- The Washington Times - Monday, November 3, 2003

Sen. Bob Graham, Florida Democrat, yesterday announced that he will not run for re-election in 2004, ending a nearly 40-year political career and giving Republicans a good opportunity to pad their slim majority in the Senate.

Mr. Graham, who dropped his foundering bid for the Democratic presidential nomination last month, said it was a “difficult decision” to not seek re-election, but he looks forward to spending more time with his family.

“As Winston Churchill declared, ‘Now is not the end. It is not even the beginning of the end. But it is, perhaps, the end of the beginning,’” Mr. Graham said at Lincoln High School in Tallahassee, Fla.

Mr. Graham, who will turn 67 next week, said he will fill his political retirement with writing and the “creation of an institution that instills the values of great Floridians” who have held public office as Democrats.

Speculation about Mr. Graham’s political future has swirled since his entry into the Democratic presidential sweepstakes in February after extensive heart surgery.

His campaign never gained steam, and political observers said his appeals to the hard antiwar left in his bid for the nomination might have jeopardized the centrist reputation he forged when winning three terms in the Senate.

Nonetheless, Stephen Craig, director of the University of Florida’s graduate program in political campaigns, said Mr. Graham’s retirement puts Democrats at a disadvantage.

“This hurts the Democrats, clearly,” Mr. Craig said. “It doesn’t mean that Florida is unwinnable, but Graham would have been the party’s strongest candidate. The Democrats don’t produce the kind of top-shelf candidates like they used to.”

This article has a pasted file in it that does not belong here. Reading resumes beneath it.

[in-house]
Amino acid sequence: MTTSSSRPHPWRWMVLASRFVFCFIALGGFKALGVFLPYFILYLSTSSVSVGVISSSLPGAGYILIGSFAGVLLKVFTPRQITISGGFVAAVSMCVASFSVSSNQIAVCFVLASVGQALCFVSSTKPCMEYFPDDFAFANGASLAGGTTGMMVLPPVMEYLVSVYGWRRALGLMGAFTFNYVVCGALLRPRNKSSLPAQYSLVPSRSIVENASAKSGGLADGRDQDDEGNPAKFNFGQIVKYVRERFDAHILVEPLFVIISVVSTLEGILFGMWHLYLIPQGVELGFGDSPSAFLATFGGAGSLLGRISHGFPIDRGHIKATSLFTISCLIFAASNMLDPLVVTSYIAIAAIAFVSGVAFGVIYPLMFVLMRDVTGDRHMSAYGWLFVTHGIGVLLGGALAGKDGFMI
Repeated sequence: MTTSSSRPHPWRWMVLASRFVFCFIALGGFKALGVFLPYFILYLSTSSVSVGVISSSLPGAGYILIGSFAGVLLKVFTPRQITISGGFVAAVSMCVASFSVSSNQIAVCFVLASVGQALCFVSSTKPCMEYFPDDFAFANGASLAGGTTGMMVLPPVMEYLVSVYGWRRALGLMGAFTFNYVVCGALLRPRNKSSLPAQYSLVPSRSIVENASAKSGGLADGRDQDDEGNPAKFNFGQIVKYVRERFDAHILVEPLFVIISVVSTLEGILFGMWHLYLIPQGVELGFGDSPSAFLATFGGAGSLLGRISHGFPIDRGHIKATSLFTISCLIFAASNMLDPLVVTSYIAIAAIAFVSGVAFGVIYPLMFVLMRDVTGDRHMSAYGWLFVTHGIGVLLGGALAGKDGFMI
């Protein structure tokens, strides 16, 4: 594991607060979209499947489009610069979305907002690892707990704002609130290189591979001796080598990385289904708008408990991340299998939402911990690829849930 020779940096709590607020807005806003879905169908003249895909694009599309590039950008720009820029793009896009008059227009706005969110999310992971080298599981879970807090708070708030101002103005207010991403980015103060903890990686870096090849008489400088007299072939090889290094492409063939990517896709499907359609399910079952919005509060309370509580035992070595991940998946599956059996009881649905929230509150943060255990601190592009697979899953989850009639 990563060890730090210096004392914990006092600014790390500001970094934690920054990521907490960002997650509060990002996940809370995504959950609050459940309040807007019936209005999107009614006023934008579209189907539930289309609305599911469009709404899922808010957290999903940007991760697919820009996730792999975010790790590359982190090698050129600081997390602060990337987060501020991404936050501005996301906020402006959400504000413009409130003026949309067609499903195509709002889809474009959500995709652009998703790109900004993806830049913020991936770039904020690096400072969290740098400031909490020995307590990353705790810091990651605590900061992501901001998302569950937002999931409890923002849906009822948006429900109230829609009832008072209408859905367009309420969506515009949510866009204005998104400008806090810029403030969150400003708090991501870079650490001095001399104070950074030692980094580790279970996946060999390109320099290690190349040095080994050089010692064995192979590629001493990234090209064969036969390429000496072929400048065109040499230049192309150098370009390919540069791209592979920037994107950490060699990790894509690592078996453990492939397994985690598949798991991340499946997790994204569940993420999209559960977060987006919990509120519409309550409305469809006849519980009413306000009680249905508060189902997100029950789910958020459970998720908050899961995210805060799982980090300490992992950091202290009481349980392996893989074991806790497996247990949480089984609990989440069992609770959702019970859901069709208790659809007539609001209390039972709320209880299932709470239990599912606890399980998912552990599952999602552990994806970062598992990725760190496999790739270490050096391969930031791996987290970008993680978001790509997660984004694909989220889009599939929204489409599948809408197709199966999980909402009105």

Mr. Graham is the fourth Southern Democrat to announce his retirement this year, after Sens. John Edwards of North Carolina, Zell Miller of Georgia and Ernest F. Hollings of South Carolina.

“The South will be fertile territory for Republicans this cycle, and Florida is another excellent opportunity for us,” said Sen. George Allen, Virginia Republican and chairman of the National Republican Senatorial Committee.

Republicans hold a 51-48 majority in the Senate. After a spate of retirements — including that of one Republican, Sen. Don Nickles of Oklahoma — Democrats must defend 15 seats in 2004. Republicans will defend 14 seats, and there are now five open races in states carried by President Bush in 2000.

Prominent Florida Republicans vying for Mr. Graham’s seat include former Rep. Bill McCollum, state Sen. Daniel Webster, state House Speaker Johnnie Byrd and Miami lawyer Larry Klayman.

Mr. McCollum declared himself the “front-runner in this race” based on recent polls and called for “party unity” before the Republican primary in August.

Mr. Klayman said Mr. Graham’s retirement “makes it even more likely that I’ll be elected the next Republican senator.”

“The race is now completely wide open, and my candidacy is the most attractive since this is the year of the outsider, the non-politician,” Mr. Klayman said.

The leading Democratic candidates are Reps. Alcee L. Hastings, Peter Deutsch and Allen Boyd, former Florida state Education Commissioner Betty Castor and Miami Mayor Alex Penelas.

“Democrats have strong Senate candidates, all of whom represent the forward-looking, mainstream vision that millions of Floridians have come to know under Senator Bob Graham,” said Sen. Jon Corzine, New Jersey Democrat and chairman of the Democratic Senatorial Campaign Committee.

Democratic staffers said privately, however, that they are worried about keeping Mr. Graham’s seat in Democratic hands.

“There had been contingency plans if Bob Graham decided not to run,” said a Senate Democratic source. “He’s going to be missed. There’s no question about it.”


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